With Timor-Leste’s VII Constitutional Government soon to be formed, Fundasaun Mahein (FM) calls on the new Government, in particular the Ministry of Defense working in cooperation with the FALINITIL Timor-Leste Defense Force (F-FDTL) to develop an updated, relevant and achievable Defense Policy. Whilst significant focus has been placed on developing policy for the National Police of Timor-Leste (PNTL) and supporting its implementation, defense has not received the necessary attention required for the F-FDTL to appropriately contribute to Timor-Leste’s national defense and security. The standing Defense Policy, Force 2020, published in 2007, has yet to be implemented, is overly ambitious, unaffordable and ineffective in orientating the F-FDTL for national defense and international security cooperation.
This new policy should identify the threats, challenges and opportunities facing Timor-Leste, what roles and responsibilities the F-FDTL has in addressing these issues, and formulate a course of action to develop the F-FDTL into an institution capable of national defense and international security cooperation. This policy should be inclusive of an integrated investment plan that that details the financial investment required to deliver and sustain the F-FDTL, inclusive of infrastructure, equipment and human resources. Recognizing this, what are the threats, challenges and opportunities Timor-Leste faces?
Having been brutally occupied for 24 years by Indonesia, and before that colonized by Portugal, the Timorese people have a long memory of and distrust towards foreign military powers operating in Timor-Leste, and the desire for national sovereignty and territorial integrity is an indelible part of the national psyche. Therefore, although invasion by an external military power is highly unlikely in both the near and far term, the capacity to offer a credible deterrent to military aggression from a foreign power must remain the F-FDTL’s first priority. Secondly, ensuring Timor-Leste’s maritime security should be the F-FDTL’s next priority, as Timor-Leste currently lacks the capacity to enforce its maritime security, which offers organized crime groups (OC) opportunities to engage in transnational crime such as human trafficking, narcotic and arms smuggling. Illegal fishing is also a threat to Timor-Leste’s natural resources, food security and prosperity. Finally, Military operations other than war (MOOTW) must be considered. MOOTW involves operations such as peacekeeping and support to civil authorities. Timor-Leste has the opportunity to contribute as a good global citizen to United Nations (UN) Peacekeeping (PKO) missions, much as other states did during Timor-Leste’s post-conflict period. Participating in UN missions would also have the added benefit of providing F-FDTL personnel with much needed operational experience and an additional stream of revenue for Timor-Leste’s development. Additionally, challenges remain around the F-FDTL’s role in providing support to the civil power. Currently, the F-FDTL can only be deployed during a State of Siege or a State of Emergency after a joint decision by the Government and the President of the Republic, be this respectively for internal security operations or disaster relief. However, the F-FDTL has been deployed for internal security operations without said Declarations, and this sets a dangerous precedent for the unconstitutional use of the F-FDTL. The utility of deploying the F-FDTL for peacetime tasks such as disaster relief, as well as for infrastructure and medical support should also be given greater consideration.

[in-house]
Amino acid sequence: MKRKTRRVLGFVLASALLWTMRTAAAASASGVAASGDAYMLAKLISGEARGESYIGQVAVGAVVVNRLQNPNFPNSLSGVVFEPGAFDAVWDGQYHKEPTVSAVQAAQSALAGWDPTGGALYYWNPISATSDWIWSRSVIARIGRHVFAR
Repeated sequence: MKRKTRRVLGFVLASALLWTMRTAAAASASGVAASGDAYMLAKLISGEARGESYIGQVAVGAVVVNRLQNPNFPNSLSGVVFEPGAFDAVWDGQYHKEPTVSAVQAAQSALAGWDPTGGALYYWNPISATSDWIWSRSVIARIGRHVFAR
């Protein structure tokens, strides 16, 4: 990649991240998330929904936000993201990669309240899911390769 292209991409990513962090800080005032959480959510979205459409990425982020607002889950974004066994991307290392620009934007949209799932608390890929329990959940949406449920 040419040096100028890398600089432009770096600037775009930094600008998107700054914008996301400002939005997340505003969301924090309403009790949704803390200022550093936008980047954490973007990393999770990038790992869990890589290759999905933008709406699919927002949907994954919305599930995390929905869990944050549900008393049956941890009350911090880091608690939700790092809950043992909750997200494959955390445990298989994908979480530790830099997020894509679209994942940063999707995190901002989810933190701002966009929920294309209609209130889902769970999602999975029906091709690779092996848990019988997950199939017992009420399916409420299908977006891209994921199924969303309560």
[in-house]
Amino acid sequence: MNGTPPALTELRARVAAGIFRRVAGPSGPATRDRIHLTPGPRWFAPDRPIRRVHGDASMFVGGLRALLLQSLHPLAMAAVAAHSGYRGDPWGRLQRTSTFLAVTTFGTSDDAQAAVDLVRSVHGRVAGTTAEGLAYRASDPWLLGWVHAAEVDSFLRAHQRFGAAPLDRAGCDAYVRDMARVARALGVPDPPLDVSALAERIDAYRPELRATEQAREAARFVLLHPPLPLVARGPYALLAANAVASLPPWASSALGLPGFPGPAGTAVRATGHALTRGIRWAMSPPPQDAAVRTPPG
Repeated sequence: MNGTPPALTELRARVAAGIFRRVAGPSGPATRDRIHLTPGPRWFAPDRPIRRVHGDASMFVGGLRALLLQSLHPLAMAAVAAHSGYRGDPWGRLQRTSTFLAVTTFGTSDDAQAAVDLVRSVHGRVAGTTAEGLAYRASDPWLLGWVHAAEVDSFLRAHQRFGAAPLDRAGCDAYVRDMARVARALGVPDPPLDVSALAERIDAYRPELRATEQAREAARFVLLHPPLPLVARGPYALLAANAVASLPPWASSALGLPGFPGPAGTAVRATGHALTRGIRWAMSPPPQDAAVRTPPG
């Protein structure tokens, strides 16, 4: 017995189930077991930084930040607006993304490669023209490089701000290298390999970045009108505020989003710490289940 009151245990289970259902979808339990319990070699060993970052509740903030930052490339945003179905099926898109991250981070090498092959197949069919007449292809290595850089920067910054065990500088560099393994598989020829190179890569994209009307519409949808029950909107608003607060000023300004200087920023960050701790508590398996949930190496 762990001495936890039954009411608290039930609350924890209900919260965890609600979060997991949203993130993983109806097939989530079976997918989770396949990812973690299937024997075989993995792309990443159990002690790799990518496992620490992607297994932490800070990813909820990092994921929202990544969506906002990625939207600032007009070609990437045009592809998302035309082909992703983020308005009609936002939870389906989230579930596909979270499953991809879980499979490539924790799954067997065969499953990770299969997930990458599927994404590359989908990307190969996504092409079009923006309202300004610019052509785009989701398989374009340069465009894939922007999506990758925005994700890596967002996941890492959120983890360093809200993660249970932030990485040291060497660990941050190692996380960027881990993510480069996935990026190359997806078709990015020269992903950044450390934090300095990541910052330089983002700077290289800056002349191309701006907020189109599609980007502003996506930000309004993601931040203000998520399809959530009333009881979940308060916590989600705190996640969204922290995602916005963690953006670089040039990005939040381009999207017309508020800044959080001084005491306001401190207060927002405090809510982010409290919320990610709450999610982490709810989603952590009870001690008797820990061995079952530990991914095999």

Regarding the F-FDTL’s capacity to provide a credible deterrent to external aggression, the force structure suggested by Force 2020 is fiscally unrealistic, aiming to orientate a 3000-strong force towards having high-end conventional war fighting capabilities, whilst failing to recognize that even if such capabilities where acquired, the F-FDTL would still face severe technological and numerical overmatch from its neighbors. In the unlikely event of a foreign invasion, these highly expensive military hardware acquisitions would likely be decimated in the first few weeks of an invasion by an aggressor that would quickly achieve air and naval superiority over the F-FDTL. This is in reference to Force 2020 plans to acquire Armored Vehicles, Attack Helicopters, light Artillery, light Anti-aircraft Artillery, and a light naval force of Corvettes and Frigates armed with guide missiles. Such hardware is expensive to acquire and sustain, nor would it present a significant deterrent to states with vastly superior conventional war fighting capabilities. One only has to look at the difficulty the Indonesian Navy (TNI-AL) has had in acquiring and sustaining its more sophisticated surface warships, despite Indonesia’s greater human resources, and its technical and industrial capacity.